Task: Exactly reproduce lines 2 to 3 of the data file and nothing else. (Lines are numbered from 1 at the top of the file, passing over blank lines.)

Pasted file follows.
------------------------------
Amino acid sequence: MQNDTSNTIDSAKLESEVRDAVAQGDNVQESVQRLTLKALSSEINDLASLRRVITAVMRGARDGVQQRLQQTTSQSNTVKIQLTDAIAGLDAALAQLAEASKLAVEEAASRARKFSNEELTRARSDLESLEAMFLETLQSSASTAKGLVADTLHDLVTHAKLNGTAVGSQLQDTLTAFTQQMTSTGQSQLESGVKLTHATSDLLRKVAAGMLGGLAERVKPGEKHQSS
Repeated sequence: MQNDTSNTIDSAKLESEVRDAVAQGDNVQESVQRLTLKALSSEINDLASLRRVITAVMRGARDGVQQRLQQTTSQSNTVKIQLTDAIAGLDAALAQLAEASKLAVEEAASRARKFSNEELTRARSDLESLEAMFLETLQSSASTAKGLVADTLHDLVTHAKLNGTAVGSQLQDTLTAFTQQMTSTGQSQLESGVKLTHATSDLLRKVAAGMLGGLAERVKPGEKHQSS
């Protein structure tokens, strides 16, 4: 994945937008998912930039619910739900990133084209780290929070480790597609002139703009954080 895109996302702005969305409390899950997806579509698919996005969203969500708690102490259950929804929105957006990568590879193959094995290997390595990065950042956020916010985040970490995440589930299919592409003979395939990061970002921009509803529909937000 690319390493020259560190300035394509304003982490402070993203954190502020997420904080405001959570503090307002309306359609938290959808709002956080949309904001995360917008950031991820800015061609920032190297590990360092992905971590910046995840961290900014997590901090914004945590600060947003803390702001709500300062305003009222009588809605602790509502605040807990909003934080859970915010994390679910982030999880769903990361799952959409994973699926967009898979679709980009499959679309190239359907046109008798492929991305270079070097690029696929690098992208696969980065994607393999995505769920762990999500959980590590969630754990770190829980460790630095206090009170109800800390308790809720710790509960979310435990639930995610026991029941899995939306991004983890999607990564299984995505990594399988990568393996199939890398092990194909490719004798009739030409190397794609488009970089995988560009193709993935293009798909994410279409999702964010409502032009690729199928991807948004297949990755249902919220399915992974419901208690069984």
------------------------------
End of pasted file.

Repeated sequence: MQNDTSNTIDSAKLESEVRDAVAQGDNVQESVQRLTLKALSSEINDLASLRRVITAVMRGARDGVQQRLQQTTSQSNTVKIQLTDAIAGLDAALAQLAEASKLAVEEAASRARKFSNEELTRARSDLESLEAMFLETLQSSASTAKGLVADTLHDLVTHAKLNGTAVGSQLQDTLTAFTQQMTSTGQSQLESGVKLTHATSDLLRKVAAGMLGGLAERVKPGEKHQSS
């Protein structure tokens, strides 16, 4: 994945937008998912930039619910739900990133084209780290929070480790597609002139703009954080 895109996302702005969305409390899950997806579509698919996005969203969500708690102490259950929804929105957006990568590879193959094995290997390595990065950042956020916010985040970490995440589930299919592409003979395939990061970002921009509803529909937000 690319390493020259560190300035394509304003982490402070993203954190502020997420904080405001959570503090307002309306359609938290959808709002956080949309904001995360917008950031991820800015061609920032190297590990360092992905971590910046995840961290900014997590901090914004945590600060947003803390702001709500300062305003009222009588809605602790509502605040807990909003934080859970915010994390679910982030999880769903990361799952959409994973699926967009898979679709980009499959679309190239359907046109008798492929991305270079070097690029696929690098992208696969980065994607393999995505769920762990999500959980590590969630754990770190829980460790630095206090009170109800800390308790809720710790509960979310435990639930995610026991029941899995939306991004983890999607990564299984995505990594399988990568393996199939890398092990194909490719004798009739030409190397794609488009970089995988560009193709993935293009798909994410279409999702964010409502032009690729199928991807948004297949990755249902919220399915992974419901208690069984």